Communications firm offers tips for crisis situations

April 17, 2014 By    

Supply delivery disruptions. Propane plant fires. Delivery vehicle accidents.

These are just three of an infinite number of crisis situations that can unfold for propane retailers. And having a plan to combat these situations in the face of media scrutiny is instrumental to maintaining business as close to usual as possible, says Michael Meath, founder and president of communications firm Strategic Communications.

“Whenever the news media calls, I always say ‘I am not available,'” says Meath, who delivered a Fast-Track presentation called “Do’s & Don’ts of Incident Management” on the trade show floor of NPGA‘s Southeastern Convention & International Propane Expo. “You are absolutely going to take the call [eventually], but you’ll do it on your own time.”

Before fielding a call from a reporter, Meath says business owners or managers should take at least 10 minutes to formulate a response. Once a calculated response is developed, business leaders should gather their team to ensure all employees are on the same page and delivering the message with one voice.

“Say a bobtail driver slid off the road,” Meath says. “Because news reporters follow police scanners, they know before the manager knows. So you can develop holding statements.”

Holding statements should be restricted to situational facts, Meath adds.

“State that the bobtail did run off the road,” he says. “Also express empathy. Then express what’s next: ‘We’re working with safety officials to do what’s necessary.’

“In some situations, you might start with empathy, then move onto facts and state what’s next.”

Identifying a spokesperson is another decision business leaders must make. Although it might seem obvious for a business owner or a manager to be that spokesperson, Meath says business leaders aren’t always the best option.

“Sometimes your best spokesperson is not an owner, president or manager,” he says. “You have to be honest with yourself to understand that. [Business leaders] might not be the person you want to put in front of the news media.”

Also, whatever your message is to the media, Meath suggests writing it down.

“When done with an interview, give your message on a piece of paper,” he says. “This helps enforce the message you want delivered to a reporter.”

One opportunity that often emerges during the interview process is an open-ended reporter’s question that gives the spokesperson a chance to offer takeaways.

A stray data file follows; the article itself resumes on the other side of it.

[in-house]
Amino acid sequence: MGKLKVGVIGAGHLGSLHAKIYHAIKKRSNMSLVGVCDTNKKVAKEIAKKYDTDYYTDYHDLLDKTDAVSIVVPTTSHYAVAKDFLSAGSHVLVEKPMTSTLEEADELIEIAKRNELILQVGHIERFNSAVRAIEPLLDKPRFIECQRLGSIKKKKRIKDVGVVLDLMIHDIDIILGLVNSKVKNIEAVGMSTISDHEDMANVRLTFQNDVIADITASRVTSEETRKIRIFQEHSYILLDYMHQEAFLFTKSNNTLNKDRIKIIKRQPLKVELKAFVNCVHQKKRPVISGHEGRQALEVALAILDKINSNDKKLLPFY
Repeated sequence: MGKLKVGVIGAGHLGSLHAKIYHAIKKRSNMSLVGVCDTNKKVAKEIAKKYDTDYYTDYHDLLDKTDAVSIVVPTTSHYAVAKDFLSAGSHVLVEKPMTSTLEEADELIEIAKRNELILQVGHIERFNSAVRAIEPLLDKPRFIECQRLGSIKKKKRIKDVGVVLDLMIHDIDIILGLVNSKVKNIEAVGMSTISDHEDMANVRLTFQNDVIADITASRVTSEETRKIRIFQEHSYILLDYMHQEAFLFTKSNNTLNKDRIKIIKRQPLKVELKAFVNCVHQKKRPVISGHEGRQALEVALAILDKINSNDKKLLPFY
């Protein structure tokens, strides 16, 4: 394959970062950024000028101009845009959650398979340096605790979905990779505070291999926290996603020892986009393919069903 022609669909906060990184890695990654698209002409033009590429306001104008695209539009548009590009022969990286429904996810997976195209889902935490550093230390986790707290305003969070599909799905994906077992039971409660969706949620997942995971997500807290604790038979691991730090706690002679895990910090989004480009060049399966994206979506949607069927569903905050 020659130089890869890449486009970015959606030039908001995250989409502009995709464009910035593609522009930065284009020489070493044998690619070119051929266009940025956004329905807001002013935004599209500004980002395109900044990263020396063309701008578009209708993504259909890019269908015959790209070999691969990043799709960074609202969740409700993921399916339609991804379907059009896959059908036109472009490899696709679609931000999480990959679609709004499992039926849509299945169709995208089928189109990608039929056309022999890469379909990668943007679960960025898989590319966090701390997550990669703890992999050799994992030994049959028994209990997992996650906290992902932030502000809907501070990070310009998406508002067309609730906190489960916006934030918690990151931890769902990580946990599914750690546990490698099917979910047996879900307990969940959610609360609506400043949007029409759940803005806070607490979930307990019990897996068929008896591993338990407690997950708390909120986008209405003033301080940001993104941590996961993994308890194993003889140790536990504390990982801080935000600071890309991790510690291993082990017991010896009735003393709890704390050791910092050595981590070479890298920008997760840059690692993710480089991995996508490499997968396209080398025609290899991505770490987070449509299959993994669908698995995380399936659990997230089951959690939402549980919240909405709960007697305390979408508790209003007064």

“Oftentimes, at the end of the interview, the reporter asks if there’s anything you want to add,” Meath says. “At that point, you can look over your message sheet and reinforce your message.”

Exiting your business

Two Beacon Exit Planning representatives, CEO Kevin Kennedy and COO Joseph Bazzano, discussed exit-planning strategies during an educational session titled “How to Exit Your Business Without Being Clobbered by Taxes.”

Kennedy says taxes business owners can see range from 0 to 60 percent, depending on the U.S. state and who’s buying the business. He also says the process can be a painful and exhausting one for owners.

“There’s a lot of fragmented advice you can get during this process because a lot of people are sharing input,” Kennedy says. “And those giving advice may not be talking with each other.”

Part of Kennedy’s advice to propane retailers is not to settle for one offer. Instead, shoot for five or six before making a decision.

Kennedy also raised several questions retailers should consider before selling.

“Do you know how much your business is worth? It needs to be valuated,” he says. “Do you know how much money you need for retirement to walk away from your business?”

Bazzano advises business owners to focus on three areas in particular during the exiting process: the business (valuation and succession), personal things (your legacy) and finances (the fear of outliving your money).

“Have a blueprint,” Bazzano says. “An exit plan should analyze and coordinate all resources and advisers toward the goal.”

Selling a business is also about timing, he says. The state of the economy is a contributing factor in the sales price owners ultimately get.

“If you want to get out in five years, is 2019 going to be the right time to sell?” Bazzano asks. “Or should you wait a little longer for a healthier economy?”

Also, upon exiting, consider that a number of a business owner’s expenses are paid through the business.

“That means there’s no tax,” Bazzano says. “After you sell the business, you must take into account that you’ll be paying taxes on certain things.”

Connecting with customers

Kirk Wright, a consultant who is president and founder of Pro Image Communications, offered a few suggestions to propane retailers on how to combat natural gas expansion during another educational session in Atlanta.

Offering price options, enhancing communication with customers and building alliances with HVAC companies were among the strategies on which Wright suggested retailers embark.

“Offer ceiling prices, fixed prices and market prices,” Wright says. “Don’t mandate to them. Communicate periodically through newsletters.”

He says drivers should never leave a customer’s property without leaving some kind of literature behind. Also important is for a company’s messaging to be consistent across all employees.

“This increases your credibility,” Wright says.

Kevin Yanik

About the Author:

Kevin Yanik is the senior editor of LP Gas Magazine. Contact him at kyanik@northcoastmedia.net or 216-706-3724.

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